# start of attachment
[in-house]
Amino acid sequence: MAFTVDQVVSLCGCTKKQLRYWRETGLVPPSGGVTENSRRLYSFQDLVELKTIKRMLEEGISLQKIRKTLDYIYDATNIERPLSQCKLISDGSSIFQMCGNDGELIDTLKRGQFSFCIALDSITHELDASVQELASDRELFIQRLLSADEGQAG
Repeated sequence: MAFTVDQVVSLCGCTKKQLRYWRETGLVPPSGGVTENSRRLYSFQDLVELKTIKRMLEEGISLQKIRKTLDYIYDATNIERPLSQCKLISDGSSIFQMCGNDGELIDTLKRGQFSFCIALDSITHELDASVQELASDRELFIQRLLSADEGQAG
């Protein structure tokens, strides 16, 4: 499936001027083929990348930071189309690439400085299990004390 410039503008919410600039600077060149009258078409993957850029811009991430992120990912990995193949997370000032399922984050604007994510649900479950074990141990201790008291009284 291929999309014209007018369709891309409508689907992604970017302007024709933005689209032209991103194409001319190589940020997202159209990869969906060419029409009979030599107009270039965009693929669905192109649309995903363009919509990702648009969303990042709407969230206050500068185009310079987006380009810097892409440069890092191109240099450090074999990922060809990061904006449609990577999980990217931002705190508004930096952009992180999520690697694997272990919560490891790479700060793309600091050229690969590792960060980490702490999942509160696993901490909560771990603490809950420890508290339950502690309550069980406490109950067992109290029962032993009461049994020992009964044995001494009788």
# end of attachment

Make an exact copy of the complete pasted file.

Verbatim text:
[in-house]
Amino acid sequence: MAFTVDQVVSLCGCTKKQLRYWRETGLVPPSGGVTENSRRLYSFQDLVELKTIKRMLEEGISLQKIRKTLDYIYDATNIERPLSQCKLISDGSSIFQMCGNDGELIDTLKRGQFSFCIALDSITHELDASVQELASDRELFIQRLLSADEGQAG
Repeated sequence: MAFTVDQVVSLCGCTKKQLRYWRETGLVPPSGGVTENSRRLYSFQDLVELKTIKRMLEEGISLQKIRKTLDYIYDATNIERPLSQCKLISDGSSIFQMCGNDGELIDTLKRGQFSFCIALDSITHELDASVQELASDRELFIQRLLSADEGQAG
């Protein structure tokens, strides 16, 4: 499936001027083929990348930071189309690439400085299990004390 410039503008919410600039600077060149009258078409993957850029811009991430992120990912990995193949997370000032399922984050604007994510649900479950074990141990201790008291009284 291929999309014209007018369709891309409508689907992604970017302007024709933005689209032209991103194409001319190589940020997202159209990869969906060419029409009979030599107009270039965009693929669905192109649309995903363009919509990702648009969303990042709407969230206050500068185009310079987006380009810097892409440069890092191109240099450090074999990922060809990061904006449609990577999980990217931002705190508004930096952009992180999520690697694997272990919560490891790479700060793309600091050229690969590792960060980490702490999942509160696993901490909560771990603490809950420890508290339950502690309550069980406490109950067992109290029962032993009461049994020992009964044995001494009788």